I could do individual posts on each of these things but I didn’t get a chance to post last week and if I get too behind on the things I want to write about I’ll never get back to them – so. A little bit of a roundup here.

The Dark Tower Movie – Jack Chambers IS NOT Tyler Marshall

Y’all, I have a Dark Tower quote (“there are other worlds than these”) tattooed on my right forearm. You could say I’m kind of attached to this story. Fortunately I know enough to be highly skeptical about any attempt to translate it into film. As excited as I was about the casting and as much as I flailed when the pictures of Idris Elba and Matthew McConaughey in costume were released (because I knew those two would knock their roles out of the park even if I wasn’t happy with the script) I never believed that they’d really do it. Not really. And then it became clear that what they were filming was … a sort of alternate version of the story which, had they done it well, could’ve been perfectly valid within the bounds of the story, but I didn’t trust that they’d do it well.

And they didn’t.

Sometimes these things just make so little sense – who sat at a meeting and said “It isn’t enough that the Tower holds the entire universe together – it isn’t enough that the universe would just cease to be without the Tower – there have to be MONSTERS. MONSTERS I TELL YOU.”

And who said “this movie ought to be all about the relationship between Jake and Roland, except that story gets pretty messy, and we don’t want the kid to die even a single time … hey, the kid in Black House gets rescued, maybe we could steal some of his story.” Because I really think they took Tyler Marshall’s story and imposed it onto Jake – Tyler was the powerful psychic who could’ve brought down the Tower, not Jake. Devar-Toi was not a horrorshow of kids strapped into chairs – the place in the movie seemed far more similar to The Big Combination in Black House. And while I like Black House, IT IS NOT THE SAME STORY. That movie was not a story about Roland and Jake in a different timeline. That movie was not about Roland or Jake. I’m not quite sure what that movie was, other than a hot mess.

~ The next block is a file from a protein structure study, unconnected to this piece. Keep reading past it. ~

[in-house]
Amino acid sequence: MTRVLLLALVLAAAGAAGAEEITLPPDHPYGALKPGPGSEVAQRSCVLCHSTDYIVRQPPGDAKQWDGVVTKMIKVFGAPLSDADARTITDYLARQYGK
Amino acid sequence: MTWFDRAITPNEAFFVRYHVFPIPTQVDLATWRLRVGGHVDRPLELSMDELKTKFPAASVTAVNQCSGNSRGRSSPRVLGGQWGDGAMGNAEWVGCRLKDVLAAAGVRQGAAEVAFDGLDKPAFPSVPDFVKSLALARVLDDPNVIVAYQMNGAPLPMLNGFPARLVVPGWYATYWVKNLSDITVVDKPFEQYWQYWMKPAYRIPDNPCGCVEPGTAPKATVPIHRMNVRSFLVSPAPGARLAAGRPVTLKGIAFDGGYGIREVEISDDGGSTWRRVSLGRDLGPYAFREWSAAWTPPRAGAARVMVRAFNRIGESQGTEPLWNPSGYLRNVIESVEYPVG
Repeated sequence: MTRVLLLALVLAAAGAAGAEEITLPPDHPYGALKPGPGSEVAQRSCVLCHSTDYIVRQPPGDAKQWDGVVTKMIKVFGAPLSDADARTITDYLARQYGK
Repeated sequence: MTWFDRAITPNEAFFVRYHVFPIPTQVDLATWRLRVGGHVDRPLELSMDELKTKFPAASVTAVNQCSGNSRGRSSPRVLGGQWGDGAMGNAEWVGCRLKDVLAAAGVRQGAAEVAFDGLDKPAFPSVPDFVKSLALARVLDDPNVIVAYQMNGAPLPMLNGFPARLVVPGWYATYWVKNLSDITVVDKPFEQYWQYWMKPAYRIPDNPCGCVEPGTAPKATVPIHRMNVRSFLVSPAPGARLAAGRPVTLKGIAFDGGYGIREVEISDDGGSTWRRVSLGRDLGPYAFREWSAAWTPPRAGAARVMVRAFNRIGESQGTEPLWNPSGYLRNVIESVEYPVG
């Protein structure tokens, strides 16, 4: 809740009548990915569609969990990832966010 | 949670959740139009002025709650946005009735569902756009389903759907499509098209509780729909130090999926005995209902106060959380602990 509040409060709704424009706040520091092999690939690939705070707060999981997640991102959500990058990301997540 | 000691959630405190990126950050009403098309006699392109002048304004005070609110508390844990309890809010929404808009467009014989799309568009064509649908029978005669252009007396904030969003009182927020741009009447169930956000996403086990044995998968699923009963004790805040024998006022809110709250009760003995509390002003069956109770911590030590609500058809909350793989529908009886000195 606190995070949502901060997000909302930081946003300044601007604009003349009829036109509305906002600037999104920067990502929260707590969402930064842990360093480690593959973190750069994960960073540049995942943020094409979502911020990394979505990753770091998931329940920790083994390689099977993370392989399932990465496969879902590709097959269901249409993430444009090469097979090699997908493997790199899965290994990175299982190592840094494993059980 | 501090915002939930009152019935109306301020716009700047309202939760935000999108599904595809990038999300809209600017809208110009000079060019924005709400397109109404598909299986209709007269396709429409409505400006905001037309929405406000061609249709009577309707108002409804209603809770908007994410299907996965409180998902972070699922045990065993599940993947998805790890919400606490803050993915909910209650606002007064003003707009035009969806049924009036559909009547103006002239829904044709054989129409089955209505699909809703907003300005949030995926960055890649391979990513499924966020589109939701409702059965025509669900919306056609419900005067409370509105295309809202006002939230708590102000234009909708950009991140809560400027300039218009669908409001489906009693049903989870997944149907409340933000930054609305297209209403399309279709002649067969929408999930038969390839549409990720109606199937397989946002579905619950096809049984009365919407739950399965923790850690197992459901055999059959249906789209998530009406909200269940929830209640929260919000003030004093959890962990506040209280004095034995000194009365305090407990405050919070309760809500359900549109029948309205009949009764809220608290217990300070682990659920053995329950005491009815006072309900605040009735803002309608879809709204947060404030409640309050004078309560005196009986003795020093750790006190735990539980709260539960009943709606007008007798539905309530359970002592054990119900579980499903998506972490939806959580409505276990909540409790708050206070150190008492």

I will say my excitement about the cast was well founded – Idris and Matthew were both brilliant, and both of them had moments where they really shone through despite the script. I really liked the kid playing Jake; he would’ve been even better if he’d been able to play ACTUAL JAKE THE WAY JAKE IS ACTUALLY FUCKING WRITTEN. Same with Idris – god he would’ve been amazing playing ACTUAL ROLAND. AUGH.

But like I said, I expected this going in, so I wasn’t surprised – really, just frustrated, because that was so much wasted potential. They could’ve done such a cool thing, and they didn’t. Maybe one day someone will get ahold of this story and make a full-fledged high-budget cable or Netflix or Amazon TV series out of it because that’s the only way that it’s going to work. Until then, I’m pretty relieved that the line I have tattooed on my arm – which is one of the central lines of the story – wasn’t ever uttered in the mess of a movie.

Spider-Man: Homecoming / Spider-Man: Brofest

Here’s the thing – I’m a Marvel movie fangirl. I see all of them. I always love them. They’re so much fun, I love how they all interconnect, the characters are lovable and hilarious and frequently pull my heartstrings. It’s a geeky franchise done right. And Spider-Man was all of those things – it was fun, it had just the right amount of Tony to keep him involved without letting him take over Peter’s story, it set up a world for a new franchise that has a lot of potential … but I just couldn’t get past the fact that this was, I think, the worst Marvel Studios has ever done as far as having any female characters that actually get to fucking do something.